Your little ones are still clueless about everything else in the world, like the wonders of eating pizza or the struggle between the Light and the Dark side of the Force. They still drool on you ceaselessly and wake you up with their loud wailings at 2 a.m., and it's like they purposefully prevent you from getting a good night's sleep.

But something you have yet to know is that babies as young as 6 months old may actually be aware of social dominance in relationships. They may seem so harmless and tiny, but a new study revealed they're conscious enough to infer differences between small and large social groups.

Researchers from the University of British Columbia (UBC) found that babies can understand that individuals who are part of larger social groups are socially dominant to those in smaller groups. This indicates that they may be able to reason about social concepts during the earliest stages of life.

Lead author Anthea Pun, a graduate student in UBC's developmental psychology program, said they observed a preference towards being in larger groups among lions, chimpanzees, hyenas and insects when they need to be protected.

"We really were motivated by this evolutionary history to explore whether babies are born into the world with some sort of concept of number and whether they are able to use that information to understand that being part of a larger group may be advantageous to you," said Pun.

The research team tested whether babies from families in the local community can observe the dominance between two social groups that differ in size.

The babies in the study were shown two different social groups that they were not familiar with. Each group was distinguished by color and how many members there were in the group. Each also had one goal: cross a platform.

Because the two groups were coming from opposite directions, one group had to submit to the other by backing away. Researchers said this meant this group was the submissive one while the group that crossed the platform was dominant.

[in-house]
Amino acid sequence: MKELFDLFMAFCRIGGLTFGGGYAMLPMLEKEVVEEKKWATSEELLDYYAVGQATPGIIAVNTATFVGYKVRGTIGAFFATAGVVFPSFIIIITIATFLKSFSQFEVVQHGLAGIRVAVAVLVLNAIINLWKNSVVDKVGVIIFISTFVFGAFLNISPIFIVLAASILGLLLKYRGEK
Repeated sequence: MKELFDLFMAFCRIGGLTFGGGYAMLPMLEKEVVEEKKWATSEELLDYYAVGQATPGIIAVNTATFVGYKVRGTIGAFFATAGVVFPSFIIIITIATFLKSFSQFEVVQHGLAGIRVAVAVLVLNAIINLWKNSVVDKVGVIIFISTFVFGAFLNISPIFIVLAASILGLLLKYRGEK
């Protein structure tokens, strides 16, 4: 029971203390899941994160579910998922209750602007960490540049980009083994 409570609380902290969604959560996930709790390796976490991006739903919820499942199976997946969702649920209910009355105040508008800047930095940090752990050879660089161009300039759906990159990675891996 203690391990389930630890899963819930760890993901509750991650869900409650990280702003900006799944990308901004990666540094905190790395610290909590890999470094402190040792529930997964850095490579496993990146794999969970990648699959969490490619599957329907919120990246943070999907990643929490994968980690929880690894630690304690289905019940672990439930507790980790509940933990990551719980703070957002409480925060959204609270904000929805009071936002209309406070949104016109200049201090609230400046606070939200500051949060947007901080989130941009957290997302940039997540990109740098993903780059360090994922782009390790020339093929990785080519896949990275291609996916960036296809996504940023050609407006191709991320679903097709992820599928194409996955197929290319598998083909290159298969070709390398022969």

The babies watched two scenarios: the first scenario involved one person from the larger group getting his way and crossing the platform, while the person from the smaller group had to give way. The second scenario showed the opposite.

Pun said that because babies cannot express themselves verbally yet, the team relied on the young ones' looking times, or how long they engaged with the stimulus in front of them.

"When babies see something that is unexpected or surprising to them, they stay engaged for a longer amount of time, resulting in a discrepancy if they are noticing differences between an expected and unexpected trial," she said.

In the end, the team found that babies' attention lingered longer when someone from a smaller group had to complete their goal at the expense of the larger group. This meant babies expect people from larger groups to get their way and be more dominant than the smaller groups.

Pun said what was fascinating is that babies as young as 6 months old, who are usually taken in only by their families, already have some idea about social alliances. The idea that babies seem to think about better advantages from larger social groups means they are forming a link between the number of people that are there and the support you'll have in a group.

Meanwhile, Pun hopes to further her research and explore the behaviors of babies, particularly their choices in social situations. She said they are interested to see whether babies will choose larger social groups because they see the benefit in joining them.

The findings are featured in the journal Proceedings of the National Academy of Sciences.

Photo: Quinn Dombrowski | Flickr

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